Bugging In With Pets
Finally at long last, my Bugging In post is here! I am pleased to be back blogging with you guys after my hiatus. I have been finishing up school and starting my career in Web Development / Digital Signage. My website for that if you guys were curious is Rainey Day Hosting . If anyone needs any Internet Assistance please let me know. We also do Social Media Marketing. But without further Ado we will commence with the Pet Emergency Preparedness discussion at hand!
This first thing you have probably already considered about bugging-in is, “Do I have enough space?”. For some people this is an easy question to answer. If you don’t live to deep into any major city then the answer is usually “Yes”, However if you are like me and live in a 1,500 Square Feet Town home, the answer might not be as cut and dry. While I would love to have a cabin retreat to hangout at, and to keep all my preps at, money and work make this very hard to do. If you can accomplish this that’s awesome! I will revisit this topic of making a Prepper Retreat a.k.a. Bug Out Location in a later post.
The first and biggest concern for me when considering Bugging-In other than space is security. Sometimes what I mean by this is how stable your dwelling is and how impervious it is to unwanted guests should you happen to be gone gathering supplies or fighting zombies. Determining this is pretty easy, just walk around with a clip board and make notes of places that need fixing, windows that need to be sealed, 12 Foot concrete Fences that need to be constructed, etc.. :@) . This will give you a good place to start and it will help you on your electric bill in the summer and gas bill in the winter.
I also get a comforting feeling from knowing that my house is sealed up, bug free, and efficient when it comes to energy use. Then you can go down the list of improvements one by one until it is complete, I recommend doing this first because what good is having a bunch of preps if they are not safe from weather or intruders. Your spouse will just think you are taking care of the house which is usually a positive thing, and it is not directly related to preparedness so you keep those pesky unwanted questions from everyone down to a minimum.
Next you want to consider how long you will be Bugging-In for. Most of us including me at first will say “Forever, that is why I am bugging in!”. However in post apocalyptic situations things change and arise almost by the minute, and your plan will change quick. Personally I aim for about 3 months of Bugging In time, this gives the world enough time to deal and accept with whatever changes have happened around you, and depending on your location, enough time for most people to leave the area, or arrive at your retreat area. Staying Put at the beginning of a crisis is a good idea sometimes, and then other times it is completely impossible. Knowing when it is time to stay, and time to go is very crucial to the survival of you and your family. Don’t make hasty decisions if you do not have to, letting things develop around you before you take action can present opportunity’s and otherwise disguised traps and dangers.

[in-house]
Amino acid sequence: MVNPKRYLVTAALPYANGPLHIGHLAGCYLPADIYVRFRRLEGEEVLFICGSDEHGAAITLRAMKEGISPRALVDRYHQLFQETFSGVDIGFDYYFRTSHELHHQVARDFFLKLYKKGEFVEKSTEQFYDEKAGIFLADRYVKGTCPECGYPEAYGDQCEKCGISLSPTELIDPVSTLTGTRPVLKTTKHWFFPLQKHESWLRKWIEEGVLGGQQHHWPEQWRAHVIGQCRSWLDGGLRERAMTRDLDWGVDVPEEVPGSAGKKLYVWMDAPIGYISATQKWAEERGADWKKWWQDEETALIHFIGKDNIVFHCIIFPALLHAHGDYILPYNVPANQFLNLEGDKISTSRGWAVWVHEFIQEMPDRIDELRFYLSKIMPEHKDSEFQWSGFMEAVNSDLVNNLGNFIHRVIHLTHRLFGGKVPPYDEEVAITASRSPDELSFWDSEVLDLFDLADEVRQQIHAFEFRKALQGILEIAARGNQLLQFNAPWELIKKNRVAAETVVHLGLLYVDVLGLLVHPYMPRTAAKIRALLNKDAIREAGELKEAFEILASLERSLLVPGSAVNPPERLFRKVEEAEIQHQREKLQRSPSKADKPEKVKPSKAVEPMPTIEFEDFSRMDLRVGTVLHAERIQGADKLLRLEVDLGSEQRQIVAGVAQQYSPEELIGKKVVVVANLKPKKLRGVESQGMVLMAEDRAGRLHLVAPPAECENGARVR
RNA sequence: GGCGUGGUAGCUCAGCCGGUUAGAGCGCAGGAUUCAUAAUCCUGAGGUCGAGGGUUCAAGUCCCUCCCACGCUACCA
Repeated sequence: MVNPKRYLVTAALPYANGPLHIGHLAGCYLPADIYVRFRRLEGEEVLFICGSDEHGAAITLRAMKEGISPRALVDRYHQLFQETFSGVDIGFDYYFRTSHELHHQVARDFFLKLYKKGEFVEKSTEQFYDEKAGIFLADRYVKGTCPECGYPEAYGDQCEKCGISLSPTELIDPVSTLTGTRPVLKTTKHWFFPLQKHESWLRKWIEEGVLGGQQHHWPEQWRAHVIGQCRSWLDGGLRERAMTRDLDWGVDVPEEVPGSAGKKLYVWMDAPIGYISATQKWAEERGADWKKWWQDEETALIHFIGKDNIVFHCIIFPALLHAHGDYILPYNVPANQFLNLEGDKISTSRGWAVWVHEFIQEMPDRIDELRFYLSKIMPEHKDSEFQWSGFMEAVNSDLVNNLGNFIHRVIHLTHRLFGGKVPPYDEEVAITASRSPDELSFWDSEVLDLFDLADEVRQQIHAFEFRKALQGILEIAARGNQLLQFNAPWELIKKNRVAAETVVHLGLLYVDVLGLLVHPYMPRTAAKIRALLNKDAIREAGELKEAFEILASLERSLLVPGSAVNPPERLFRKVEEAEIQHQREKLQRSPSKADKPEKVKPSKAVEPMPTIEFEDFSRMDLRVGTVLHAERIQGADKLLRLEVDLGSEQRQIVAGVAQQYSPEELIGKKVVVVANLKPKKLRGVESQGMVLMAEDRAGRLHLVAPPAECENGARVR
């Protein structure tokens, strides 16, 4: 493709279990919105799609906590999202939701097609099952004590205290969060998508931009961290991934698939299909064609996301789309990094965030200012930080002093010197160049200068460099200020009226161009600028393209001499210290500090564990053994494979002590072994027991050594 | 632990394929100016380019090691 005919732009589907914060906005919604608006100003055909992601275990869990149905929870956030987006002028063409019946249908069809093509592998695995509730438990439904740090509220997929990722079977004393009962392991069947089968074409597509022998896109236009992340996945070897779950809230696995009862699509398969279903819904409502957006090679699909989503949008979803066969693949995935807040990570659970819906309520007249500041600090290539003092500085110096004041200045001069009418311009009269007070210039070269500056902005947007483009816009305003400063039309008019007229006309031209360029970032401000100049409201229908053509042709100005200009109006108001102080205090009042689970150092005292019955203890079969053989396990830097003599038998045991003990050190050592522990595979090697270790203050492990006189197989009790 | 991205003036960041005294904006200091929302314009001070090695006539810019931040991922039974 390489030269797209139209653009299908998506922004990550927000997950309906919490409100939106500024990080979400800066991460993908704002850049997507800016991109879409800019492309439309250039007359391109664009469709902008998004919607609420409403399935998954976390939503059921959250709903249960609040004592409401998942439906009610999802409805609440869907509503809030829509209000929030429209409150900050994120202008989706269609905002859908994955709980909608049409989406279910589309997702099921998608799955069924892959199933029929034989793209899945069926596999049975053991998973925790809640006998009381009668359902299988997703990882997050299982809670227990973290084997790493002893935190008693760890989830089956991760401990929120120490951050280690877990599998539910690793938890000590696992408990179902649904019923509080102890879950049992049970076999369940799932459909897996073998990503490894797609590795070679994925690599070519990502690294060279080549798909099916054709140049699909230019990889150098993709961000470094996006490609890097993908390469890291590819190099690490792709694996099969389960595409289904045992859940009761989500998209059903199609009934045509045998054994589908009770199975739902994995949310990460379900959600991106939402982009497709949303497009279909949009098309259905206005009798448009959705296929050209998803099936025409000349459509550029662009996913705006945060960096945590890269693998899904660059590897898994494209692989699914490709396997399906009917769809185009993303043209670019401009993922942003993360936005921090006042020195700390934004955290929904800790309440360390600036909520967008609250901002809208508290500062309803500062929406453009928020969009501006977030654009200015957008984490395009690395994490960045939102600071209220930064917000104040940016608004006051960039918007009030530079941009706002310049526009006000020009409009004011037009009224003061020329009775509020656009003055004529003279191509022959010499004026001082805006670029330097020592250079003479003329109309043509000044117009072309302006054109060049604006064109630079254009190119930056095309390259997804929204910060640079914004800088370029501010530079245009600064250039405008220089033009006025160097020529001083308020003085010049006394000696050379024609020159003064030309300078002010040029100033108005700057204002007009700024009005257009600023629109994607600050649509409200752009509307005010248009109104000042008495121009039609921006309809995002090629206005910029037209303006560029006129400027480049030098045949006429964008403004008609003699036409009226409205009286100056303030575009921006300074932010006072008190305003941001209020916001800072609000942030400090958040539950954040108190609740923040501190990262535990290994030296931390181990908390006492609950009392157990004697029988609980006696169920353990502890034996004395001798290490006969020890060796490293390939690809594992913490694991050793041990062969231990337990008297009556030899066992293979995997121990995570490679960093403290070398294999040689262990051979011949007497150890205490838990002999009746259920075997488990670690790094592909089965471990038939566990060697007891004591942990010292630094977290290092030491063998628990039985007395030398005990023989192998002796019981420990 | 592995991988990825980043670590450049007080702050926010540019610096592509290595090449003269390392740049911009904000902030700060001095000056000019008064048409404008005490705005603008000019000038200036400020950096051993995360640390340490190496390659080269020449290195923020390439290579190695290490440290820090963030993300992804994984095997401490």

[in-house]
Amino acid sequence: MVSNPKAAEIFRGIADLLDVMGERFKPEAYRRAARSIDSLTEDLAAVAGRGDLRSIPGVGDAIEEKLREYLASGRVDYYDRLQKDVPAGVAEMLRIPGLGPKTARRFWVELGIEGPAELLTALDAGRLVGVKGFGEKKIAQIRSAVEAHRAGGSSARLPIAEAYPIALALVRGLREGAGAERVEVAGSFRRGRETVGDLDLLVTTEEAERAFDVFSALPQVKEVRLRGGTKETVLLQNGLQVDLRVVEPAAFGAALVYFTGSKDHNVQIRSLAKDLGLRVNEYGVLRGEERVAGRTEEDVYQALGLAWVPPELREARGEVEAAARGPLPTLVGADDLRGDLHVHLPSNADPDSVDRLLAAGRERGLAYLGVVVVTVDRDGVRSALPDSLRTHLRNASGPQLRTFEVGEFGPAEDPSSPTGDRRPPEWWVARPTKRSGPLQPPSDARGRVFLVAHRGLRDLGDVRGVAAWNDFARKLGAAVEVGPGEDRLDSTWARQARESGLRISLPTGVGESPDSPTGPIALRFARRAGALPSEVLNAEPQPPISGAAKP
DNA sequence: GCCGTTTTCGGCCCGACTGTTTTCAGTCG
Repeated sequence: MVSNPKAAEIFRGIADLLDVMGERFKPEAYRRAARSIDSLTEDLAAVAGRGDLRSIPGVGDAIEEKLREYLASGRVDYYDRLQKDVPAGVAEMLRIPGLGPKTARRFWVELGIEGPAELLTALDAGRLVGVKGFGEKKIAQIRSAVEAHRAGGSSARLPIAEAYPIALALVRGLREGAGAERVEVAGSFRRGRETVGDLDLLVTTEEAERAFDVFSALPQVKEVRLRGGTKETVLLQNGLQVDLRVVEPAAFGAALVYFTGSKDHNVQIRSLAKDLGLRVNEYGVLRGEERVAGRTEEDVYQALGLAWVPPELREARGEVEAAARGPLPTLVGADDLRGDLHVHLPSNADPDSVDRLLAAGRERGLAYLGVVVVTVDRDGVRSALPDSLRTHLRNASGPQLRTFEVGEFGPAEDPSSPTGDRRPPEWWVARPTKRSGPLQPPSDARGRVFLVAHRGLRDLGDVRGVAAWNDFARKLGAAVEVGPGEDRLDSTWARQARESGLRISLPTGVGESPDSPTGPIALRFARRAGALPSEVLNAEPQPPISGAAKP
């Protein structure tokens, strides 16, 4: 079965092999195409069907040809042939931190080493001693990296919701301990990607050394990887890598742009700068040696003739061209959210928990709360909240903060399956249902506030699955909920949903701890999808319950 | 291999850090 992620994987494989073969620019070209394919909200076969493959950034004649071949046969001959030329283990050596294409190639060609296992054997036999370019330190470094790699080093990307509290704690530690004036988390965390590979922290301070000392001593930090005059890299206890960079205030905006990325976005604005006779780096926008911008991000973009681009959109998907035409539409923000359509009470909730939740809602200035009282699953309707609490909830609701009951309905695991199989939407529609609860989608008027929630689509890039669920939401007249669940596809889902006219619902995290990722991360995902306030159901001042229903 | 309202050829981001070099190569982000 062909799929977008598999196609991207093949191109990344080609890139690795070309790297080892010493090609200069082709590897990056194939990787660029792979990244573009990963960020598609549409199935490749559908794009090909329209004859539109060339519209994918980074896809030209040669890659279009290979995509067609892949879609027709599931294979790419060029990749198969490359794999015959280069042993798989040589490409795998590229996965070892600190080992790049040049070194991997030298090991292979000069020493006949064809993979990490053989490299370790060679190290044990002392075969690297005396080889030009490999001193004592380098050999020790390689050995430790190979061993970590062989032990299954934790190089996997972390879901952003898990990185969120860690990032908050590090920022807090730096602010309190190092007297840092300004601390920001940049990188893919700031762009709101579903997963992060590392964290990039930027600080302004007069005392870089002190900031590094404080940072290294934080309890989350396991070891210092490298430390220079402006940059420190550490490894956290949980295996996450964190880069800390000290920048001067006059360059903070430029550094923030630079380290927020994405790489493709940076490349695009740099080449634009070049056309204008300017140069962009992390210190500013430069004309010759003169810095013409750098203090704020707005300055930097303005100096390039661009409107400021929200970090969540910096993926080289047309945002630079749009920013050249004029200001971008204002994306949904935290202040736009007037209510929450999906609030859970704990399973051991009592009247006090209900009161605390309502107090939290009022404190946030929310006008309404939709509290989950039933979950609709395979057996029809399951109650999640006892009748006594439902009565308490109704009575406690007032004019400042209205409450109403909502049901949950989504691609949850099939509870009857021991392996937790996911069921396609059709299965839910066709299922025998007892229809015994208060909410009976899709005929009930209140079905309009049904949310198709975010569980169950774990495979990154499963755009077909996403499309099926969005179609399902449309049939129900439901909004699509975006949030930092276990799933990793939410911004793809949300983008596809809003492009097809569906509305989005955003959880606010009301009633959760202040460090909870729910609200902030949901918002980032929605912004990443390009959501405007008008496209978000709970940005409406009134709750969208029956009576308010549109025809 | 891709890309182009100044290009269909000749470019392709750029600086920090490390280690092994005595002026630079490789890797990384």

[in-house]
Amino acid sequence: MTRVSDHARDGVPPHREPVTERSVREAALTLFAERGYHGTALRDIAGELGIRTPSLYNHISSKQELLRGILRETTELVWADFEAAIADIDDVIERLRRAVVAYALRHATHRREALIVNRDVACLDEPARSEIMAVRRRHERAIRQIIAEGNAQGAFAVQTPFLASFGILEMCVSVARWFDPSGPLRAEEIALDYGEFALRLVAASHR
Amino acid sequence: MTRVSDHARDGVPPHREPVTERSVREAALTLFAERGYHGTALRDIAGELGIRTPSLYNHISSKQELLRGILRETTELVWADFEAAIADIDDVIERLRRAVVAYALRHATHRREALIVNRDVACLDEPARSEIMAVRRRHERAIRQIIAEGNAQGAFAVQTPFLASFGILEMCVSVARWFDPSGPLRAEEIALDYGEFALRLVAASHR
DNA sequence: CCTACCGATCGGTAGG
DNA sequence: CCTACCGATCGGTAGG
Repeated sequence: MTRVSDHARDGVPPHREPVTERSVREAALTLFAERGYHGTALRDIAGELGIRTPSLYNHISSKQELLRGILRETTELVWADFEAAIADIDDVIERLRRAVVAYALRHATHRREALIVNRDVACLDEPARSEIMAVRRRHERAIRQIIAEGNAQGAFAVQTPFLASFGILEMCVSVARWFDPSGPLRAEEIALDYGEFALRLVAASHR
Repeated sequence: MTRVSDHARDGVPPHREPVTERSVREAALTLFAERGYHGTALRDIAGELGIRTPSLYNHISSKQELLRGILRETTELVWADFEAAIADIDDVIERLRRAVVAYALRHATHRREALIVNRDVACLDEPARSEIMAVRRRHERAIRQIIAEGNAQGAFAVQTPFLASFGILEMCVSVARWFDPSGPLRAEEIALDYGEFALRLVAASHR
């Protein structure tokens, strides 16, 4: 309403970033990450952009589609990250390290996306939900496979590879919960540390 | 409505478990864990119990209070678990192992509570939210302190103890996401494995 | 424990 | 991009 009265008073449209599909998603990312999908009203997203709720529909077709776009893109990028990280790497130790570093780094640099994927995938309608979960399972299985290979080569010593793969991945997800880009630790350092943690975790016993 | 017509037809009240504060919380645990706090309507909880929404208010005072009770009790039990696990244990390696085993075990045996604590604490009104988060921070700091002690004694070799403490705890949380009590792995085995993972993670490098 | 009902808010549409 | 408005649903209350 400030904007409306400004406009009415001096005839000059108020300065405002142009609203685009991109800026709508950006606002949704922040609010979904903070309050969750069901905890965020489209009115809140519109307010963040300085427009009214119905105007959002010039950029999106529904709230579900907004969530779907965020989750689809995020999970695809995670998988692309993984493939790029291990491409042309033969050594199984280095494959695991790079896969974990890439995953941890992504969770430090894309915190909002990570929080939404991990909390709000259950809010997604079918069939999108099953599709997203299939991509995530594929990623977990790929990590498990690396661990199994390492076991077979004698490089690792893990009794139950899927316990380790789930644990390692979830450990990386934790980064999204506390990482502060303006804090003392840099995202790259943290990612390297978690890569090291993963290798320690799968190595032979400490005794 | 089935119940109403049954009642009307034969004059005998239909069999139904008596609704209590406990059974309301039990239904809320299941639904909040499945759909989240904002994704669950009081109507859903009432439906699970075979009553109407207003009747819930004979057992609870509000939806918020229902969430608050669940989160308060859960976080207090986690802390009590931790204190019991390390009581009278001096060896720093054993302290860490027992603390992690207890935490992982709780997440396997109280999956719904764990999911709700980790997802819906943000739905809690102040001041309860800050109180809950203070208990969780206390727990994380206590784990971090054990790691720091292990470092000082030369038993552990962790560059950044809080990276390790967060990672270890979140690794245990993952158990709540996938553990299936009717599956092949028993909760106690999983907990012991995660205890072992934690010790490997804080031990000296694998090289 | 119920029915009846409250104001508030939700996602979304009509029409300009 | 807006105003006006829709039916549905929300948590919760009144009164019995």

So we know that God willing, we will remain home Bugging-In for 3 months. You can follow the guidelines and use the math formulas to determine how much food and water you need, everyone is different depending on the size of your family and how many pets, and their types, you need to provide for. For my family it is Me, my Wife, 2 dogs (Dobby & Benny) and 1 Cat (Biskets) . The Cat is the easiest, 1 – 30 LB bag of food and she is good to go for the 3 months. Throw in a couple bags of treats for good measure and we are off to the races. The dogs are harder to gauge because their store bought food goes stale if i buy to much before they eat it. The average shelf life of Natural Balance is about a month before my dogs start to not like it. I find it I have 2 flavors I can trick them and make it last longer, but this is a unique case. Check out my other post about Stella & Chewies Taste Test & Long Term Food storage for Dogs to get some deeper info on this topic.